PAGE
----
Hyperspectral imagery startup Wyvern has booked space on a Loft Orbital satellite bus that will launch next year, a move that the company says will boost the capacity of its Dragonette satellite constellation.
Wyvern, which graduated from Y Combinator’s Winter 2022 cohort, has two payloads operating in space, satellites it leases directly from AAC Clyde Space. (Wyvern is the only payload onboard.) But launching and operating a dedicated constellation — which is the path many other Earth observation startups have taken — is clearly not the only option on the table.
“We decided early on in Wyvern’s history that if we could avoid building our own satellites, we would,” Wyvern CEO Christopher Robson told TechCrunch. “It’s capital efficient, and we leverage the capability and learning of industry partners. This also allows Wyvern to focus on delivering high-quality, high-resolution hyperspectral data while developing game-changing optical payloads.”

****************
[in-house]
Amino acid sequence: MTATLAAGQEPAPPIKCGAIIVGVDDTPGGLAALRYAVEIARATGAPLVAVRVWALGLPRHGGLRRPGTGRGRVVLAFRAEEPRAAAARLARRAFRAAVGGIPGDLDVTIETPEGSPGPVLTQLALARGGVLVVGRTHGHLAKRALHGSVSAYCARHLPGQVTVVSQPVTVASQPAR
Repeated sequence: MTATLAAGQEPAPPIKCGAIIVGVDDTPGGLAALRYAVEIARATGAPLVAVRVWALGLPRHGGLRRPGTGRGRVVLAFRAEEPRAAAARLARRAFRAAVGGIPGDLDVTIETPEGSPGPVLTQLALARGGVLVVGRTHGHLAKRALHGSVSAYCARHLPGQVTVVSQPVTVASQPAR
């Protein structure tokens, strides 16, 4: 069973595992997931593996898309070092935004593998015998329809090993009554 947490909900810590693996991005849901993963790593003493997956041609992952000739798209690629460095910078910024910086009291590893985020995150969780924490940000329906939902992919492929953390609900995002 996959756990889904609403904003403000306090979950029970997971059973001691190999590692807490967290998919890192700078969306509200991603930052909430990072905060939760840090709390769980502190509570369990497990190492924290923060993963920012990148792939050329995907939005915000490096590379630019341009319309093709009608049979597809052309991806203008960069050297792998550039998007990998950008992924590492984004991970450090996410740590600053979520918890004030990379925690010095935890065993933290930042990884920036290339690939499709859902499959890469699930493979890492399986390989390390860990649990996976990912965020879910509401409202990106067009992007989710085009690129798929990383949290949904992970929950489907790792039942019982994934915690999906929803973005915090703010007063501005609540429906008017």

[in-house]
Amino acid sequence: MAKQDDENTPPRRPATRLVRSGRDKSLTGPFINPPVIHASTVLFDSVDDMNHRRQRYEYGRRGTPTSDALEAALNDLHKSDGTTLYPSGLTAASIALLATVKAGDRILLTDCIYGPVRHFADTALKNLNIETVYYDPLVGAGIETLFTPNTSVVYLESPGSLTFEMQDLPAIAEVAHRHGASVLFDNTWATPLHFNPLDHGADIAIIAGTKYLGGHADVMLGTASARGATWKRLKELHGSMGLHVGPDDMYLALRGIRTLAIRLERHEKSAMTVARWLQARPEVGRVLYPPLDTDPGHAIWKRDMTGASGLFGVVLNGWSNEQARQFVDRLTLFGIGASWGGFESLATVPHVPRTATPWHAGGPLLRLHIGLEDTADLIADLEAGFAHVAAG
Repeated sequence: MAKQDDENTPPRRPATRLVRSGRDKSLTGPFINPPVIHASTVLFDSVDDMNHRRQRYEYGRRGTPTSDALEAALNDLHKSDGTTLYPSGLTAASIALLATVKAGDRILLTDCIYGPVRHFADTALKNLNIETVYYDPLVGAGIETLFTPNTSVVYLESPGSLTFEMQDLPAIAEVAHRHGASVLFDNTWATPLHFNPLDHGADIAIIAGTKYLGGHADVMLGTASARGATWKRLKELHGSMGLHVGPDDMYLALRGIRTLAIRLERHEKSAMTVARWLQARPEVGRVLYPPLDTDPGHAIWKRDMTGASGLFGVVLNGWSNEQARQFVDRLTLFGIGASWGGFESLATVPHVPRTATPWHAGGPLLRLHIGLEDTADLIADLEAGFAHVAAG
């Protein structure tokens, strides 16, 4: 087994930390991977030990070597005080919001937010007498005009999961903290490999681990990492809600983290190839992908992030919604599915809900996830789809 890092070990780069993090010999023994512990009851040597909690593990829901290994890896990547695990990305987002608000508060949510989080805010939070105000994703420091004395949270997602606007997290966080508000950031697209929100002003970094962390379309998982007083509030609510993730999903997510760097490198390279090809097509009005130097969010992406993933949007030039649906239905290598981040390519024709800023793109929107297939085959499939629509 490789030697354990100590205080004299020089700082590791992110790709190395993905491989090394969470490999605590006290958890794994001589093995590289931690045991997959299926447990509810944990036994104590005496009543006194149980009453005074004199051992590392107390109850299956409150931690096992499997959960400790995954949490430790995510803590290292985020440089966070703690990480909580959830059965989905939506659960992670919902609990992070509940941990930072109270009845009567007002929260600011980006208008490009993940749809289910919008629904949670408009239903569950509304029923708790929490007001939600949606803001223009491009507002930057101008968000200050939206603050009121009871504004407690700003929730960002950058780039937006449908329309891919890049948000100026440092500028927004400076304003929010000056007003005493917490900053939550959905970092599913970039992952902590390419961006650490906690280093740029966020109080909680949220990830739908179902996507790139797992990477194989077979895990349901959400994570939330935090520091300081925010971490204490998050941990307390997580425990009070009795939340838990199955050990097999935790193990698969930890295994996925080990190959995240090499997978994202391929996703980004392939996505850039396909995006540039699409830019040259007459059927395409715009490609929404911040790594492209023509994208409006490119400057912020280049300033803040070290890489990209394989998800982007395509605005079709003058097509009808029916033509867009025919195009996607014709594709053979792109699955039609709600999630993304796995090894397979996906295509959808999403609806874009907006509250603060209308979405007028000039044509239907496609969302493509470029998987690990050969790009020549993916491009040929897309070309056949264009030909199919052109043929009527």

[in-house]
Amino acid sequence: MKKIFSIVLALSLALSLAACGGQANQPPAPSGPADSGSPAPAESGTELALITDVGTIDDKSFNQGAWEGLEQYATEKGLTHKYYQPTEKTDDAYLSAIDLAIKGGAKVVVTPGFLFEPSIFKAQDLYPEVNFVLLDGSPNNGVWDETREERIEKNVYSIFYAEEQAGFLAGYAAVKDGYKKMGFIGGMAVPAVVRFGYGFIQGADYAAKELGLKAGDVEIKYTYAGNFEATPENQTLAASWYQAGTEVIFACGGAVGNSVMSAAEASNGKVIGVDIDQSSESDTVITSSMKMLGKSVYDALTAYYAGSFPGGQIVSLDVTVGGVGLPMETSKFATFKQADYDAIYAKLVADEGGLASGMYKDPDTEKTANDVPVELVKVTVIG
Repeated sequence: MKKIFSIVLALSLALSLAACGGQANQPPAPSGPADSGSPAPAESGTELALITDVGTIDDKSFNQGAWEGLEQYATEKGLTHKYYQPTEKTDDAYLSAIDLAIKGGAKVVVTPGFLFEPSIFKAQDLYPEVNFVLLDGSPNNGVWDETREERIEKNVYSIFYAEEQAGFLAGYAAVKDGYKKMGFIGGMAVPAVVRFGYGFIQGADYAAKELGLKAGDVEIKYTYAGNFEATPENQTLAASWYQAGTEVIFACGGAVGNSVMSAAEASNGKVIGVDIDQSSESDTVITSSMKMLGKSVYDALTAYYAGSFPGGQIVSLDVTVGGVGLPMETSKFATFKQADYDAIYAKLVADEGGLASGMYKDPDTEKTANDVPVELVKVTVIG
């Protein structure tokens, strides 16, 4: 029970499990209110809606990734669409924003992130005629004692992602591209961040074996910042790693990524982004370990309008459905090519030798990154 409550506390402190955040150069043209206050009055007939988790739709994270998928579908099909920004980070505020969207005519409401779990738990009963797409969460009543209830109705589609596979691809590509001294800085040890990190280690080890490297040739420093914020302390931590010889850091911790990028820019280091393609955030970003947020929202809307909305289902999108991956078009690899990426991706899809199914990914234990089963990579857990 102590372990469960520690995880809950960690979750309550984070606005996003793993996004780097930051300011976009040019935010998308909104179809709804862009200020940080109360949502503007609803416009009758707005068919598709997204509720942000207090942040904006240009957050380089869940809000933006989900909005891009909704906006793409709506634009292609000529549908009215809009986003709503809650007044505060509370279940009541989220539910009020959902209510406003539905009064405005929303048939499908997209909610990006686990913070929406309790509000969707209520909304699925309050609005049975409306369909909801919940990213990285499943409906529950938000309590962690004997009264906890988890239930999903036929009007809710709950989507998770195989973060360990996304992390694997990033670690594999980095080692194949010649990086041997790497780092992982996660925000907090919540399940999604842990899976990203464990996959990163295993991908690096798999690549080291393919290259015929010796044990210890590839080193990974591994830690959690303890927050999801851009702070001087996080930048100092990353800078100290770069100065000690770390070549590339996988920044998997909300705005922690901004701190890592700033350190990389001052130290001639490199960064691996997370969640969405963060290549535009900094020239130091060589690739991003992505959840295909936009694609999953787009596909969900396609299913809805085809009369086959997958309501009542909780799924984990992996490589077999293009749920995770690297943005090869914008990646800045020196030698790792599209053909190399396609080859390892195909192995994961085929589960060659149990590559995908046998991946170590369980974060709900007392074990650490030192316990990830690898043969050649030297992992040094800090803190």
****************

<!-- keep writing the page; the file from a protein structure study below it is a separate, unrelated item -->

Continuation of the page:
Per the terms of the deal, Wyvern will fly with Loft’s satellite platform, which includes the Longbow bus built by Airbus OneWeb Satellites, and a turnkey payload interface called the Hub. On its website, Loft refers to the Hub as the spacecraft’s “brain – controlling payloads and managing dataflow and resources between onboard payloads and the satellite bus.”
Wyvern will also take advantage of Loft’s satellite operations software, Cockpit, for the duration of the mission.
Loft, which bills itself as a “space infrastructure as a service” company, bulk buys satellite buses and flies them as a standardized platform. Earlier this year, the company ordered an additional 15 satellite buses from Airbus OneWeb in response to growing demand, after buying more than 15 of the same buses in January 2022.
The story has been updated to clarify the payloads Wyvern currently operates in space.